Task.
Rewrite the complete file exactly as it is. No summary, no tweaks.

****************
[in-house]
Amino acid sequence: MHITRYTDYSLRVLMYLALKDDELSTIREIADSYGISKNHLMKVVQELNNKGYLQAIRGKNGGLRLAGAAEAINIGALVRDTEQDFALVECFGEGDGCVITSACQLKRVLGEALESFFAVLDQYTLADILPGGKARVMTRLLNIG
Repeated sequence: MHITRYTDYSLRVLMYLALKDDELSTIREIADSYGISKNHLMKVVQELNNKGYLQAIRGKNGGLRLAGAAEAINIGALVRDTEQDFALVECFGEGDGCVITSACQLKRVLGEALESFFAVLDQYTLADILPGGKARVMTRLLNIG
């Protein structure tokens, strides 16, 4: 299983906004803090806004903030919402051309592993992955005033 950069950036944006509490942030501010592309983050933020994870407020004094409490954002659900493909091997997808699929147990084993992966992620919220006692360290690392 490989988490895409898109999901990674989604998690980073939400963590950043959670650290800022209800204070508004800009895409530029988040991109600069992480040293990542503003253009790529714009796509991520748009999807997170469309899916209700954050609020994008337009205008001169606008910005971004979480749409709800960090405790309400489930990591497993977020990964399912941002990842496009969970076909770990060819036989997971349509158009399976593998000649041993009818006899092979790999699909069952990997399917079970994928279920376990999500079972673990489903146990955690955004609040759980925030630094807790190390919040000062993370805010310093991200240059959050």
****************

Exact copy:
[in-house]
Amino acid sequence: MHITRYTDYSLRVLMYLALKDDELSTIREIADSYGISKNHLMKVVQELNNKGYLQAIRGKNGGLRLAGAAEAINIGALVRDTEQDFALVECFGEGDGCVITSACQLKRVLGEALESFFAVLDQYTLADILPGGKARVMTRLLNIG
Repeated sequence: MHITRYTDYSLRVLMYLALKDDELSTIREIADSYGISKNHLMKVVQELNNKGYLQAIRGKNGGLRLAGAAEAINIGALVRDTEQDFALVECFGEGDGCVITSACQLKRVLGEALESFFAVLDQYTLADILPGGKARVMTRLLNIG
């Protein structure tokens, strides 16, 4: 299983906004803090806004903030919402051309592993992955005033 950069950036944006509490942030501010592309983050933020994870407020004094409490954002659900493909091997997808699929147990084993992966992620919220006692360290690392 490989988490895409898109999901990674989604998690980073939400963590950043959670650290800022209800204070508004800009895409530029988040991109600069992480040293990542503003253009790529714009796509991520748009999807997170469309899916209700954050609020994008337009205008001169606008910005971004979480749409709800960090405790309400489930990591497993977020990964399912941002990842496009969970076909770990060819036989997971349509158009399976593998000649041993009818006899092979790999699909069952990997399917079970994928279920376990999500079972673990489903146990955690955004609040759980925030630094807790190390919040000062993370805010310093991200240059959050």